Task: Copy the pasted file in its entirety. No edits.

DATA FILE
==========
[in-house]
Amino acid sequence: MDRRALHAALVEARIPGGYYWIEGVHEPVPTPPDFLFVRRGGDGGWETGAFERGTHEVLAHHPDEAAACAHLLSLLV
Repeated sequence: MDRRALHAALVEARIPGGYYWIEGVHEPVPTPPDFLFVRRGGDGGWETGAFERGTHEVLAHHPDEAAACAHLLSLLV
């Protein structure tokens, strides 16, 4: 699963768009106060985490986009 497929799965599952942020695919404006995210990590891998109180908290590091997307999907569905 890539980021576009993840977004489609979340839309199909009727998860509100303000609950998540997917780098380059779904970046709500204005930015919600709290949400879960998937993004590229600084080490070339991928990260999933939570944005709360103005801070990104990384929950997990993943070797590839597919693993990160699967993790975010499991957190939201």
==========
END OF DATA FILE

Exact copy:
[in-house]
Amino acid sequence: MDRRALHAALVEARIPGGYYWIEGVHEPVPTPPDFLFVRRGGDGGWETGAFERGTHEVLAHHPDEAAACAHLLSLLV
Repeated sequence: MDRRALHAALVEARIPGGYYWIEGVHEPVPTPPDFLFVRRGGDGGWETGAFERGTHEVLAHHPDEAAACAHLLSLLV
């Protein structure tokens, strides 16, 4: 699963768009106060985490986009 497929799965599952942020695919404006995210990590891998109180908290590091997307999907569905 890539980021576009993840977004489609979340839309199909009727998860509100303000609950998540997917780098380059779904970046709500204005930015919600709290949400879960998937993004590229600084080490070339991928990260999933939570944005709360103005801070990104990384929950997990993943070797590839597919693993990160699967993790975010499991957190939201």